Catchy title, but it explains exactly what is in this post.
Windows Runtime Component
What is WinJS?
Creating the app
Firstly create an app using the basic WinJS template in Visual Studio.
Choose the target and minimum versions.
Now a new project is needed to be added to the solution, so right click the solution.
Choose Windows Runtime Component under the C# collection.
Right click the references of your main UWP project and add this component.
To use SendGrid for messaging, the best component to use is called LightBuzz and can be found here:- https://github.com/LightBuzz/SMTP-WinRT
Although it’s easy to add references via NuGet, for some reason with UWP apps created this way, the library was not copied locally, so I cloned the repo from GitHub and built the project locally giving me a nice shiny library I can then reference old school.
Just make sure it is set to copy local in its properties.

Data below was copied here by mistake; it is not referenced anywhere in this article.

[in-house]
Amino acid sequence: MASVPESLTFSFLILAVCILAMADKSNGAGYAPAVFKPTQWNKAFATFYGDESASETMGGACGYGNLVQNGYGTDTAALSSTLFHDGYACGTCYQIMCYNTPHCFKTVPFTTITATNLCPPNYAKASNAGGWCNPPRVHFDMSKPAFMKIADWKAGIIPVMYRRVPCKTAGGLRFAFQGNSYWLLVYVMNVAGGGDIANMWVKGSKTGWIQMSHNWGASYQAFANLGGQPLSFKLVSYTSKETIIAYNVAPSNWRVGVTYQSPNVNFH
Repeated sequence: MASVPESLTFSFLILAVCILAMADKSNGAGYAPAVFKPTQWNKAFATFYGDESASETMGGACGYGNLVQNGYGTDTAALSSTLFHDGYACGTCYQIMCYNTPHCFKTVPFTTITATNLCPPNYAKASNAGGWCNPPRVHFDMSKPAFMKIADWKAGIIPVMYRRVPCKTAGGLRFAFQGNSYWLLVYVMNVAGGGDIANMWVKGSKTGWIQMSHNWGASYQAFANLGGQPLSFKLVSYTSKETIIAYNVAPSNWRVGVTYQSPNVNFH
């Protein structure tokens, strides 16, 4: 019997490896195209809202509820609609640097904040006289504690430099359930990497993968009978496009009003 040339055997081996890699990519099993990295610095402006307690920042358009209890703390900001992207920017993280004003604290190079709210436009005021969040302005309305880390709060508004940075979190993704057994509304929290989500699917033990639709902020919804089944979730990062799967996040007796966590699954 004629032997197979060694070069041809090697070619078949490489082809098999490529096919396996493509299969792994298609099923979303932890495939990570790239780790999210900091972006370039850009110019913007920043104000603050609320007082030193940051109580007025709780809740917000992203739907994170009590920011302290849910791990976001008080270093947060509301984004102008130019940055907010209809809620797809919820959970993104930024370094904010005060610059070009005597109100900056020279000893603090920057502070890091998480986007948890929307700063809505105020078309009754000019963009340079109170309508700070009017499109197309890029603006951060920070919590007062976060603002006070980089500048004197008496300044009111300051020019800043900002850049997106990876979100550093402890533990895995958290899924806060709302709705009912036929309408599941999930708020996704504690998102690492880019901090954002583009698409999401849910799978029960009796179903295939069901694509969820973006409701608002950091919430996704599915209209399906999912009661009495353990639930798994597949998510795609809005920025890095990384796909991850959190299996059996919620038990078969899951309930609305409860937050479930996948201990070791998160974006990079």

Now for some code.
In the class code auto generated when you created the Runtime Component, make sure you have the using statement for LightBuzz.SMTP and add this code:-
When using SendGrid, you can add extra credentials to your account that helps separate out different usage scenarios. I have credentials set up for my WebUp app and I have used it here, just swap out with your credentials.
While in the Component code, have a look at the project.json file, it will list all the runtimes that are available for the component. When running this app,, you will need to change the environment to one of these as ‘Any CPU’ does not work.
Now back in the UWP code, add something like this to the app.onactivated function; obviously you will want to put it somewhere else, but for this example it will work.
Enter your email address and run the app. With any luck you should start to receive emails direct from your app via SendGrid.